Quake rescuers dig with bare hands
JEDDAH/BAGHDAD/ANKARA: Rescuers dug with their bare hands on Monday through the debris of buildings brought down by a powerful earthquake in the mountainous border region between Iraq and Iran that killed more than 400 people and injured up to 2,000.
The epicenter of the magnitude 7.3 earthquake was about 31km outside the eastern Iraqi city of Halabja. It struck at 9.48 p.m. Iran time on Sunday, just as many people were going to bed.
Iraq recorded more than 60 aftershocks following the quake.
The Saudi Ambassador to Iraq, Abdul Aziz Al-Shamari, said all the Saudi Embassy staff and citizens in Iraq were safe and accounted for.
He said the embassy’s building in Baghdad’s Green Zone suffered minor damage. The building
Ohad been evacuated until its safety was assured, he said.
Cracks appeared in the Darbandikhan Dam on the Diyala River in northern Sulaymaniyah governorate, but the local mayor said the risk of its collapse was “remote.”
“The situation is under control now but there is a fear of aftershocks, as many of the houses are located beneath the dam,” Nasseh Mulla Hassan, the mayor, told Arab News on Monday.
“The technical committee sent by Baghdad today to examine the dam showed that the quake caused damage, but there is no risk of its collapse at the moment.”
Other dams in Iraq were also damaged, but Prime Minister Haider Al-Abadi’s office said: “The dams are safe and there is no danger.”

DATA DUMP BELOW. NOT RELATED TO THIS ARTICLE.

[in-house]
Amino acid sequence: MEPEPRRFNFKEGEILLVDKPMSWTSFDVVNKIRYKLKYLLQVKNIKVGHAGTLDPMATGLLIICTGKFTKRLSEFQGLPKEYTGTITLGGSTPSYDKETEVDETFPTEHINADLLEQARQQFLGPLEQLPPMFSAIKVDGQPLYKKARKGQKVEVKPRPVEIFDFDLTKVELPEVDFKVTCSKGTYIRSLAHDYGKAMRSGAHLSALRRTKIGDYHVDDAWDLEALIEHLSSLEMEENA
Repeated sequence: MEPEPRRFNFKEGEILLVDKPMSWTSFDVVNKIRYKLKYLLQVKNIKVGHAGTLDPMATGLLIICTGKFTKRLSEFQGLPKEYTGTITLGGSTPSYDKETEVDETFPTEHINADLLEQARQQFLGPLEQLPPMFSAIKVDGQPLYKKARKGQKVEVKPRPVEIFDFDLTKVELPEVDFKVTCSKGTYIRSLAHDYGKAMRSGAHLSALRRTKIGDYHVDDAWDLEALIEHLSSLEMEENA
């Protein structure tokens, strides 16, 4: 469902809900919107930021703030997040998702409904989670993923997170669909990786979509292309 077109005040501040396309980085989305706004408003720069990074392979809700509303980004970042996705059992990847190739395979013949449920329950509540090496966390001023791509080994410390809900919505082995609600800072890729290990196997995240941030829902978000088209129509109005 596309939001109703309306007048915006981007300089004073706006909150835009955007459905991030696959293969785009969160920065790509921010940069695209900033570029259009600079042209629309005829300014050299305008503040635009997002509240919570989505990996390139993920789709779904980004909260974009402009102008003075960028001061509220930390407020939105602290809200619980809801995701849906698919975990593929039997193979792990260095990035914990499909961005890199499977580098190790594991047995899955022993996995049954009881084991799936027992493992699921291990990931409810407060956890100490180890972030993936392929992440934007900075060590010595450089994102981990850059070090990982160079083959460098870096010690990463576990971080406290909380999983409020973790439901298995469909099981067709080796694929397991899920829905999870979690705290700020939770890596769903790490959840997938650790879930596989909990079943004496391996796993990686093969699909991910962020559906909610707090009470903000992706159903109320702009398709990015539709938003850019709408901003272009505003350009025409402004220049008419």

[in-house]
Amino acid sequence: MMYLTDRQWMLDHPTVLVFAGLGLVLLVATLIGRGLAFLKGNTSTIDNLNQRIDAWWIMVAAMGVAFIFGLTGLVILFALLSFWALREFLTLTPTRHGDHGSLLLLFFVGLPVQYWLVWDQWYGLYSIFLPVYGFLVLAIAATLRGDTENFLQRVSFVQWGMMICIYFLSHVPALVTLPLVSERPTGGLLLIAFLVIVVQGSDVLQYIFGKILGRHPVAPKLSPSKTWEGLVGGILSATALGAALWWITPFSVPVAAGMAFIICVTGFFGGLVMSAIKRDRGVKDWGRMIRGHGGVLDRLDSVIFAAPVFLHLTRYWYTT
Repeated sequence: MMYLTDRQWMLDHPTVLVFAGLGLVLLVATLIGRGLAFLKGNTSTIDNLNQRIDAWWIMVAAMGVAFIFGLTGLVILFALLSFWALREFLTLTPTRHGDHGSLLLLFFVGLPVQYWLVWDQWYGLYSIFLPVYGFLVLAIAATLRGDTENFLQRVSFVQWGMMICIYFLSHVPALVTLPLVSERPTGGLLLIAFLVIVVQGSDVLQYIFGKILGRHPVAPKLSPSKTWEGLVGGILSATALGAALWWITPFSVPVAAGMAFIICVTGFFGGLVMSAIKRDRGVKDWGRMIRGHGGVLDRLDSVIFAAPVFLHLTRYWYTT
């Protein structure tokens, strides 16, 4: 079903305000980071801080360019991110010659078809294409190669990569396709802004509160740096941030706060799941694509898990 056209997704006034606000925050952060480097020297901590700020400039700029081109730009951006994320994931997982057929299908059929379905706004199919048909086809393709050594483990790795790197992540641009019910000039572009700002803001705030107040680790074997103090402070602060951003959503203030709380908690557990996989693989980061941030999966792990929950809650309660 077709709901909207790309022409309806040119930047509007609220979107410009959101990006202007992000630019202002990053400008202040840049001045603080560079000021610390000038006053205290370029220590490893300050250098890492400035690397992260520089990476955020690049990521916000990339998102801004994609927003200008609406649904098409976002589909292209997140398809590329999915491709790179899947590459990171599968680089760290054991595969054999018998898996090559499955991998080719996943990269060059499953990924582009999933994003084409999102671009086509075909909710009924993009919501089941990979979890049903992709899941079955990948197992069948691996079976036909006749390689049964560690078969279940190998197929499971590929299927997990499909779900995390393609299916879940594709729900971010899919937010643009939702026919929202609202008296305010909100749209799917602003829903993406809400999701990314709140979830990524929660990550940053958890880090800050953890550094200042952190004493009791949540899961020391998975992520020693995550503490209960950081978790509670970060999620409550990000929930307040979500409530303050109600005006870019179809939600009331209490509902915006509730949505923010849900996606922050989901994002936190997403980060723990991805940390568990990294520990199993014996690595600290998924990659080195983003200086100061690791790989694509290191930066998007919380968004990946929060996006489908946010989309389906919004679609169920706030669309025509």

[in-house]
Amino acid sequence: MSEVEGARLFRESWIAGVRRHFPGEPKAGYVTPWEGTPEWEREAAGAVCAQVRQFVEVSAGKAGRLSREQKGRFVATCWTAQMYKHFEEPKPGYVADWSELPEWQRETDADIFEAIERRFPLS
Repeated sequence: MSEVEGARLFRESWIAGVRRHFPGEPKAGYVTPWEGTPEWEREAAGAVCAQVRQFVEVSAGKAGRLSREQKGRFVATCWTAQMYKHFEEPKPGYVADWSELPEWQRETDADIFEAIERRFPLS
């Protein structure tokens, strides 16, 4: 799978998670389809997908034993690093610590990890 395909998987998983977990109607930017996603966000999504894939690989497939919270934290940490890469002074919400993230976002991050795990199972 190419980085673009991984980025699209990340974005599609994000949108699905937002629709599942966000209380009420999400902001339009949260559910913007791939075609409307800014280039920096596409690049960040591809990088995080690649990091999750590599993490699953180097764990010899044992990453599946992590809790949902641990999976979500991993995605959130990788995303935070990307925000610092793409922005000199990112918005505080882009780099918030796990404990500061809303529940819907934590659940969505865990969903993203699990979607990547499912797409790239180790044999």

Turkish aid agencies, including the Red Crescent and the state-run Disaster and Emergency Management Authority (AFAD),
Orushed to offer their assistance and cooperate in search-and-rescue efforts.
The Turkish Red Crescent immediately sent about 3,000 tents, 10,000 blankets, 10,000 beds and 3,000 heaters, in cooperation with its counterparts in Iraq and Iran. AFAD dispatched 5,000 tents, 7,000 blankets, 92 personnel and 11 vehicles. A donation campaign has also been initiated in Turkey, where contributors can send an SMS message to 2868.
“This is the day to pull up who has fallen and demonstrate humanity,” said Kerem Kinik, president of the Turkish Red Crescent.
Turkish President Recep Tayyip Erdogan offered condolences to the victims of the earthquake.
Prime Minister Binali Yildirim and Foreign Minister Mevlut Cavusoglu pointed to Turkish assistance to the “brotherly victims of the quake.”
Patriarch Bechara Boutros Al-Rahi, head of the Maronite Church, addresses the media at the Lebanese Embassy in Riyadh on Monday. (AN photo by Iqbal Hossain)